Analyse how Tennessee Williams uses language and dramatic techniques to explore attitudes to identity in 'A Streetcar Named Desire'. Make close reference

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Analyse how Tennessee Williams uses language and dramatic techniques to explore attitudes to identity in ‘A Streetcar Named Desire’. Make close reference to an extract in the play. Go on to show your understanding of the significance of attitudes to identity in the play as a whole.

Williams’ play ‘A Streetcar Named Desire’ has a full variety of attitudes to identity which are demonstrated through the various characters. Attitudes to identity are important in the play as it gives us a background to the character’s lives and who they think they are, also how others perceive them. Mitch’s character, for example, can be seen to represent various attitudes to identity; he could be seen as being unsure about who he is, he could be seen as having a masculine life with Stanley and his friends, but then he also has to tend to his mother where he is perhaps seen as not such a masculine man. He is also caught between Blanche, Stanley and his mother; as he can’t be the same to all three.

Attitudes to identity are shown clearly in scene eight; this is just after Blanche’s birthday when Stanley has told Mitch everything he knows about Blanche’s past. This is an important scene in presenting the character’s attitudes. We are given further insight into the relationship that Stanley and Stella share and also that of Stella and Blanche; showing us how Stella is sometimes torn between her husband and her sister. Here, Stanley and Stella have a disagreement which shows us how the other characters perceive Stanley and how he sees himself. We also see a lot about Blanche’s character and her doubts about her own identity.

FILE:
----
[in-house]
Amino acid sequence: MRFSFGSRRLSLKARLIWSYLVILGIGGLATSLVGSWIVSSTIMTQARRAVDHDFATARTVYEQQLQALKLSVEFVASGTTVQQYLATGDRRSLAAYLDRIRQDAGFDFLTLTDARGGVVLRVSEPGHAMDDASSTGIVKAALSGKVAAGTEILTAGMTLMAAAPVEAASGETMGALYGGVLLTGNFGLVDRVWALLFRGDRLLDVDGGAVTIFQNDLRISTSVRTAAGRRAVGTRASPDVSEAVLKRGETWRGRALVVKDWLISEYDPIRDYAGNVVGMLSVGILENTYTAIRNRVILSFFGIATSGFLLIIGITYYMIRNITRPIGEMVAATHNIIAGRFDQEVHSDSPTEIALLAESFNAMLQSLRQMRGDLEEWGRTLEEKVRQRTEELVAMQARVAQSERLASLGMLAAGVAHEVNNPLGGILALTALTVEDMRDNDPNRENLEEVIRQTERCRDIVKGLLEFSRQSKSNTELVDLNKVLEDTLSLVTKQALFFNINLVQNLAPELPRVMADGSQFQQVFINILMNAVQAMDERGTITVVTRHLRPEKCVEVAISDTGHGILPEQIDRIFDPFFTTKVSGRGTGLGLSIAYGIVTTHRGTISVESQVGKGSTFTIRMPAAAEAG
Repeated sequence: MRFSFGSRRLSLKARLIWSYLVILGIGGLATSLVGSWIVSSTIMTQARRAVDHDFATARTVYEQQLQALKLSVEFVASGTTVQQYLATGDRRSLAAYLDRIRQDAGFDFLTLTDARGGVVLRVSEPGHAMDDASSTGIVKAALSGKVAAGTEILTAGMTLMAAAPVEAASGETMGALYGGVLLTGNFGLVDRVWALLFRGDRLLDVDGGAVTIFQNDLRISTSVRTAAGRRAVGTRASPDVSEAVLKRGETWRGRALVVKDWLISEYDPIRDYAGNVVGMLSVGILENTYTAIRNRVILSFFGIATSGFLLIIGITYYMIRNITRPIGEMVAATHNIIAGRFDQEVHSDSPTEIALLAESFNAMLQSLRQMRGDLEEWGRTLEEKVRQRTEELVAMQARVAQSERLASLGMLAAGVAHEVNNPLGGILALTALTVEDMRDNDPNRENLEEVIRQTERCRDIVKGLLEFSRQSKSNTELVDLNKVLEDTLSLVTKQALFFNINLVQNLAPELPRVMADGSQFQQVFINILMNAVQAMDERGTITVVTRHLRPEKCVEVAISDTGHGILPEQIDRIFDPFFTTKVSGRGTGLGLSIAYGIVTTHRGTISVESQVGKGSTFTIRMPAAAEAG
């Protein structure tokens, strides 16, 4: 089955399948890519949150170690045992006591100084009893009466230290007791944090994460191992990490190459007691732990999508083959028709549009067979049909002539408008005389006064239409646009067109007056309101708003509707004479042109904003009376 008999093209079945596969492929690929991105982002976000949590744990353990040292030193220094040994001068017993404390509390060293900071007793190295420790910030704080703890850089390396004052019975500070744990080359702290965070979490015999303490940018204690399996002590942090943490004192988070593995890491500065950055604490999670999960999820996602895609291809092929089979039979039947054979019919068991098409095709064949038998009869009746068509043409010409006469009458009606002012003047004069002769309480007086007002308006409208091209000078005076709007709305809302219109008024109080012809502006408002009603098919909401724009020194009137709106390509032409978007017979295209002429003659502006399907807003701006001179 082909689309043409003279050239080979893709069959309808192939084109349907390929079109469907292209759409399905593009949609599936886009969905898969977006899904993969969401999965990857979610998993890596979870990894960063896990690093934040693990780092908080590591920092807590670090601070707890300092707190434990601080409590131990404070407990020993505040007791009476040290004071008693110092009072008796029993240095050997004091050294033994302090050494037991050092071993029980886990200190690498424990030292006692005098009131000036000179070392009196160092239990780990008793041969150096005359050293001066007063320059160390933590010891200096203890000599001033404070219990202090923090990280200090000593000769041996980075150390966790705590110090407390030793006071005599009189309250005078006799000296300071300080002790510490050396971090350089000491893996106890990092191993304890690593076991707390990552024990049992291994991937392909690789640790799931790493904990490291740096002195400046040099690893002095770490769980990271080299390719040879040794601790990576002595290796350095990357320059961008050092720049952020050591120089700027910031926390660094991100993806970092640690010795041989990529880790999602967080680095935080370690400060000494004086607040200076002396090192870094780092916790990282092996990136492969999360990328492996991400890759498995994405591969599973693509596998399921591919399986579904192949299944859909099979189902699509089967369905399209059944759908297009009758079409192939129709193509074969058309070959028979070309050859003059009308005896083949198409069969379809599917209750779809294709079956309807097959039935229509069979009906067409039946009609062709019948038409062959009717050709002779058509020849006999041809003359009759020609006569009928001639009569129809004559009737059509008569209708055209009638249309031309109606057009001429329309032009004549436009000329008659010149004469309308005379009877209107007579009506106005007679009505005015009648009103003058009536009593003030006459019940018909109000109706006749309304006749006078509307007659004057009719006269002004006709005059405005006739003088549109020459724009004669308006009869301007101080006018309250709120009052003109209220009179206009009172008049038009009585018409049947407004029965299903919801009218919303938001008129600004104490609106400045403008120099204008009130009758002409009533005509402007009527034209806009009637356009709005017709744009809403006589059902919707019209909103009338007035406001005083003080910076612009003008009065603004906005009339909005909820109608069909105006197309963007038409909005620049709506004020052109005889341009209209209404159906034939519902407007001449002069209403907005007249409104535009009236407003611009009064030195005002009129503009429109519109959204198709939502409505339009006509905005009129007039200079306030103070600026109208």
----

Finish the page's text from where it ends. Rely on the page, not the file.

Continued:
Ideas around the identity of Stanley’s character are explored in scene eight. The lexis used in this scene explores how he sees himself and how he is seen by the other characters. The vocative used by Blanche and Stella to address Stanley conveys their, especially Blanche’s feelings towards him, ‘Mr. Kowalski’ they say. This vocative seems quite formal spoken in such an informal setting as their house, and quite out of place, this could show that the women maybe see Stanley as superior, in the way that he is a man and they feel that they should look up to him. As well as presenting attitudes to identity, this could also show attitudes to gender and the differences between the roles of males and females. In this scene, some of Stanley’s utterances contain many exclamatories and interrogatives which seem to make firm statements of what he is saying. For example he says ‘that’s how I’ll clear the table! Don’t ever talk that way to me!’, it seems as though he is shouting these words and this could show his dominating and intimidating character perhaps. Phonology used in Stanley’s utterances could also show his dominating male authority that he feels he has over others, he seems to shout at Blanche; ‘QUIET IN THERE!’, this is intonation of his voice is shown by the use of capital letters.

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Stella uses a metaphor to describe Stanley’s undesirable behaviour and says that he is ‘too busy making a pig of himself’; this could show that he is not a very civilised man. This could also be shown through the strong dynamic verbs in the stage directions, Stanley is described as he ‘hurls’ and ‘grunts’, these could suggest that Stanley is seen as being rather primitive with not much manners. Stanley also reaches to ‘spear his fork’ into the food which he then ‘eats with his fingers’, the choice of lexis used here also suggests a rather primitive identity to ...

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